The Parliamentary All Party Betting & Gaming Group (APBGG) has begun a review of the 2005 UK Gambling Act to decide what improvements may be necessary to ensure that the regulations are applicable to the technological and social changes since they were drawn up.
The APBGG will gather written evidence from all interested stakeholders and host a series of meetings with experts from all fields of the sector and organisations that support them. This is intended to prepare the ground for the forthcoming review of the legislation by the government.
As a result of the novel coronavirus(Covid-19) outbreak, the review will take place online due to current lockdown measures in the UK, with stakeholders invited to participate in a survey and to submit written submissions on the APBGG website.
A panel of APBGG members will be interviewing key witnesses on four topics for an initial four webinar sessions: a public health approach to gaming; gambling relationship with football; gambling marketing; and whether the 2005 law is appropriate for purpose.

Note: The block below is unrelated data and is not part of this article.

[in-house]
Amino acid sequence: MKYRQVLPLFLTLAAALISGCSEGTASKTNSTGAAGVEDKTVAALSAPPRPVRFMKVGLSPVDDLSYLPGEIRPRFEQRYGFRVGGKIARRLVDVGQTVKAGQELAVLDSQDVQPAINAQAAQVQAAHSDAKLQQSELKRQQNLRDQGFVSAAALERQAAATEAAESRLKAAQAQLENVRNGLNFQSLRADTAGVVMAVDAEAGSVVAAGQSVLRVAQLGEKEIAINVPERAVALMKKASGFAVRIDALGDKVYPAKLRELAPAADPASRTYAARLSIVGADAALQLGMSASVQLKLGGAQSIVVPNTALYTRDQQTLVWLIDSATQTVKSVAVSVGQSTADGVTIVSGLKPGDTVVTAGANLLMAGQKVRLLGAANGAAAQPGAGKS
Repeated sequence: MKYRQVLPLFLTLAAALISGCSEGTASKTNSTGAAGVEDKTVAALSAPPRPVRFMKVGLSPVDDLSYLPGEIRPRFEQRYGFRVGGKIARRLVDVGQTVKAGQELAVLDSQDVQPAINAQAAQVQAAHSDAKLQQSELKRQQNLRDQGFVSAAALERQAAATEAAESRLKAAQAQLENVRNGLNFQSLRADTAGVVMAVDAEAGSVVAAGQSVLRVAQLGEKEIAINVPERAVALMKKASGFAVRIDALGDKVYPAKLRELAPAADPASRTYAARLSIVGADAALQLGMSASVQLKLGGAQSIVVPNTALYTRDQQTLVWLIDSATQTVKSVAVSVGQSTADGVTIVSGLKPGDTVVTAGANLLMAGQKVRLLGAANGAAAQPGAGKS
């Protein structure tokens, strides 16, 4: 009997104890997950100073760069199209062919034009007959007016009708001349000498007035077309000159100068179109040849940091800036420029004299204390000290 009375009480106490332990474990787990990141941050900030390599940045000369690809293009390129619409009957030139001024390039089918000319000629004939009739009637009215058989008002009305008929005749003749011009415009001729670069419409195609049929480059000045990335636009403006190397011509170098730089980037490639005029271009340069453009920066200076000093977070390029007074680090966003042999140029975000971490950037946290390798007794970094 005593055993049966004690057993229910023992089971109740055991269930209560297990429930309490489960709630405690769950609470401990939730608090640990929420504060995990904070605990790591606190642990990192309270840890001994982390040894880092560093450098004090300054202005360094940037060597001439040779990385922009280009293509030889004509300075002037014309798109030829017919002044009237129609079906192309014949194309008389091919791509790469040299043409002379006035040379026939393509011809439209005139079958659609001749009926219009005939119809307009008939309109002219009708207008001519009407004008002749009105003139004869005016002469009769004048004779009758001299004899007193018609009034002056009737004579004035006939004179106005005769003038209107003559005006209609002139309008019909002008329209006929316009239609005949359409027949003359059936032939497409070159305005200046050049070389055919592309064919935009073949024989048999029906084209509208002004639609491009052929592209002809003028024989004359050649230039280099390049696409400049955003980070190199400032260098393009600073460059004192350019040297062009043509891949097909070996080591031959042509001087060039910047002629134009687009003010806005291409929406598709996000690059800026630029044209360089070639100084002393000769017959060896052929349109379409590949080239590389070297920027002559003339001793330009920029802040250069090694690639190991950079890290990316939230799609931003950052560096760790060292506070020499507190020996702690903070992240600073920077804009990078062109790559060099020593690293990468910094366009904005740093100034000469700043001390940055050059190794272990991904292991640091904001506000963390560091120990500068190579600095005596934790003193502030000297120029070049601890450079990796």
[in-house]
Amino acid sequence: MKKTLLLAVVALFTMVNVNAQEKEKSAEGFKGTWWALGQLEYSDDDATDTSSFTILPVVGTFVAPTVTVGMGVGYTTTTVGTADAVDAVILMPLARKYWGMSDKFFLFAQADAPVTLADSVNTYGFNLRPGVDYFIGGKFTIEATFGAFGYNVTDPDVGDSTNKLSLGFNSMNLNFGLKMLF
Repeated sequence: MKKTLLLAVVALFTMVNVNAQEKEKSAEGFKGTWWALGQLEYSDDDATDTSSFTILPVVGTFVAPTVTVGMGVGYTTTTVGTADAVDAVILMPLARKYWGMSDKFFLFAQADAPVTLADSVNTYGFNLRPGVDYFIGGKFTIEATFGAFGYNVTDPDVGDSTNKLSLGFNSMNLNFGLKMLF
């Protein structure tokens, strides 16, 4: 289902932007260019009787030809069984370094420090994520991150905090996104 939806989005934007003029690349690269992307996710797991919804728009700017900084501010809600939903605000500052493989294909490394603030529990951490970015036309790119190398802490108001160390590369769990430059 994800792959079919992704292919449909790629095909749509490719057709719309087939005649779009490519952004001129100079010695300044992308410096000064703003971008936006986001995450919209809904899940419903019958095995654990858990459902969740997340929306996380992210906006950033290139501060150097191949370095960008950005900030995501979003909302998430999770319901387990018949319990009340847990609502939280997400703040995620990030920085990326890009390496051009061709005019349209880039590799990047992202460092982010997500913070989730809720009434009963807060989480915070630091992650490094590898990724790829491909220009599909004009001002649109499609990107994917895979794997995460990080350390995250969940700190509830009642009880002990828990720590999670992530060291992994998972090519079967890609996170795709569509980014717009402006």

The APBGG said it is in the process of deciding dates and speakers and that if the initial four sessions prove successful it could host more webinars. Results from the study will be sent to the Department for Digital, Culture, Media & Sport (DCMS) as part of its own planned reform of the Act.
The Conservative Party has pledged to launch a review of the Act in its 2019 General Election manifesto. Despite being voted into power in December of last year, however, these proposals have yet to make any progress. The APBGG said it intends to complete this winter’s review and report.
The announcement comes after yesterday’s DCMS letter to leading online gambling operators demanding regular updates on the behaviour patterns of players during the coronavirus pandemic. GCV, Bet365, Flutter, William Hill and Sky Betting, along with the Betting and Gaming Council, have been asked to provide internal information about players ‘ online gambling habits under lockdown.
Operators have already committed to supporting safer promotional gambling messaging and signposting connexions to programmes such as GamCare and its National Gambling Helpline, as well as tracking customer behaviour and responding quickly to time and spending increases.